4. Submarine Cable Industry

Looking at the submarine cable industry, Subcom in the United States holds around 40% share in the manufacturing of submarine cables, NEC in Japan (via its affiliate OCC) roughly 30%, Alcatel-Submarine Networks (ASN) in Europe approximately 20%, and Hengtong Optic-Electric (which acquired Huawei's submarine cable division) in China less than 10%. In addition to the importance of the cables themselves, vessels for laying and repairing submarine cables, power feeding equipment (PFE) and submarine line terminal equipment (SLTE) in landing stations are also important factors in considering the safety of submarine cables.

Amid growing interest in submarine cable security, one case that garnered attention was the suspension of the PLCN (Pacific Light Cable Network). The cable, which was owned by Google and Facebook in the US and the Dr. Peng Telegraph & Media Group in China, was intended to connect to Hong Kong across the Pacific from Los Angeles on the US West Coast. However, as the trade and technological friction between the United States and China as well as the demonstrations in Hong Kong intensified, the US government refused to allow the landing in Hong Kong. The PLCN was changed to land in the Philippines and Taiwan.

Then, in August 2020, US Secretary of State Mike Pompeo announced the "Clean Network" project to exclude Chinese products from US apps, the cloud, submarine cables and elsewhere.

Communication monitoring is a measure implemented and emphasized by countries seeking to improve their cyber security capabilities. For example, at the 2012 London Olympic and Paralympic Games, the US NSA collaborated with the UK Government Communications Headquarters (GCHQ) to share signal intelligence (SIGINT). This measure reportedly included monitoring of submarine cables.

5. Summary

Submarine cables are strategic assets for governments in the information age. Since digital transformation (DX) is a key technology for the future economy, submarine cables based on clean technology are an indispensable element, and they are even more important for Japan, an island country that relies on submarine cables for 99% of its international communications.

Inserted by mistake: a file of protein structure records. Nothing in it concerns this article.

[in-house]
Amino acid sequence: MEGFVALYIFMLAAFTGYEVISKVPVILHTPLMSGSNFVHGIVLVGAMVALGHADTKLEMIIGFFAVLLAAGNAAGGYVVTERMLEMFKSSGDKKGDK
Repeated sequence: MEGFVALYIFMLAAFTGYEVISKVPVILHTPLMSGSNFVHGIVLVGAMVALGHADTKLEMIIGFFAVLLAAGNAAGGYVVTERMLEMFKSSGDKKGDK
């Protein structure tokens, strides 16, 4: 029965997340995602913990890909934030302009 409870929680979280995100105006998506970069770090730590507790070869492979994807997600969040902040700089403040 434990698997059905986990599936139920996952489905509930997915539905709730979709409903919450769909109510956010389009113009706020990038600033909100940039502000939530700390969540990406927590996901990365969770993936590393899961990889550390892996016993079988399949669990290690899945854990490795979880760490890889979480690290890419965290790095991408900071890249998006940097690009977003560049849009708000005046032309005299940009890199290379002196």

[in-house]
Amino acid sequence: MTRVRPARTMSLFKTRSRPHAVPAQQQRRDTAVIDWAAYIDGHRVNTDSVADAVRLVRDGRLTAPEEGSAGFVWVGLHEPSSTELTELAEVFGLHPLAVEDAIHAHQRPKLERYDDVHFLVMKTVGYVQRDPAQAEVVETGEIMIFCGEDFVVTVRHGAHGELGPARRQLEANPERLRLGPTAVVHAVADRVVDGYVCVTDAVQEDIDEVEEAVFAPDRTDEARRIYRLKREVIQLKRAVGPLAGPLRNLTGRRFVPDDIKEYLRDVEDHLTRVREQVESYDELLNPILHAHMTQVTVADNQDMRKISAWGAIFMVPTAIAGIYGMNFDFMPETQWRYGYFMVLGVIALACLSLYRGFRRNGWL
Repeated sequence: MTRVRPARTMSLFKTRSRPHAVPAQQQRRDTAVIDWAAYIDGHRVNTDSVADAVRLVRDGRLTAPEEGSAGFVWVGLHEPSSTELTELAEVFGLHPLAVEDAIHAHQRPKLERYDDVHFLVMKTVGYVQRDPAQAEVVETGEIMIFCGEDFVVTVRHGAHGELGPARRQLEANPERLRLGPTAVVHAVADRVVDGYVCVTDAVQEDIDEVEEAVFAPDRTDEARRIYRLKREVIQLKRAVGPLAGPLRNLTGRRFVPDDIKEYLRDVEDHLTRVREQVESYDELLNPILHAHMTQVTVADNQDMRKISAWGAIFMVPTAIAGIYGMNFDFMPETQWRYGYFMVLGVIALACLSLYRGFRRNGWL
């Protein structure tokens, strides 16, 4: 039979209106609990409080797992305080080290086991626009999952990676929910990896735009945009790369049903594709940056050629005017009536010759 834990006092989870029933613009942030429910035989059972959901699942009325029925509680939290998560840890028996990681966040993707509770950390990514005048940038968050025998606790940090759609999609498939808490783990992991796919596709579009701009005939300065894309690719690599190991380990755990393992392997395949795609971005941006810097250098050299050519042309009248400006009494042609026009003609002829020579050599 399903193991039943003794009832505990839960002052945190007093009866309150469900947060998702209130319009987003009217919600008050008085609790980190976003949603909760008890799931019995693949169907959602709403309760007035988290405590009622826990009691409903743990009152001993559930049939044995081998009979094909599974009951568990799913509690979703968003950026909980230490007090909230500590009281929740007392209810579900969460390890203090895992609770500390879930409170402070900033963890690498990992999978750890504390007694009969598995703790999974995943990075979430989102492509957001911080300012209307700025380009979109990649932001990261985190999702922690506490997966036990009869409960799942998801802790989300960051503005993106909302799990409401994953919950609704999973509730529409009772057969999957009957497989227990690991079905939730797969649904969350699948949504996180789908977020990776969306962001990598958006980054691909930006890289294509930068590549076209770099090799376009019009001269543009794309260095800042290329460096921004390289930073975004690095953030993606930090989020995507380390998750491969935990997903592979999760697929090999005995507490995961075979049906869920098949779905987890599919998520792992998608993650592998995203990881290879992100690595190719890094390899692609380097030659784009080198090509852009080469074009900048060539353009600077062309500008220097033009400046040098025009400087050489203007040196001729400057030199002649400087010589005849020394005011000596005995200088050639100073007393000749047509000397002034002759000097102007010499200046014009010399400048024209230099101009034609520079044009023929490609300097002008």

It goes without saying that the Japanese government must exercise caution in monitoring communications bearing in mind the secrecy of communications (Article 21 of the Constitution and Article 4 of the Telecommunications Business Law). However, in order to prevent cyber attacks and communications-aided terrorist attacks, consideration should be given to surveilling communications, including those utilizing undersea cables, with supervision and auditing by democratic institutions.

・Key References
  • Sherry Sontag and Christopher Drew, with Annette Lawrence Drew, Blind Man's Bluff: The Untold Story of American Submarine Espionage, Hutchinson, 1999.
  • Barbara Tuchman, The Zimmermann Telegram: The Astounding Espionage Operation That Propelled America into the First World War, Random House, 2016.
  • Motohiro Tsuchiya, Cybersecurity and International Politics, Chikura Shobo Publishers, 2015 (in Japanese).
  • Daniel R. Headrick, The Invisible Weapon: Telecommunications and International Politics, 1851-1945, Oxford University Press, 2012.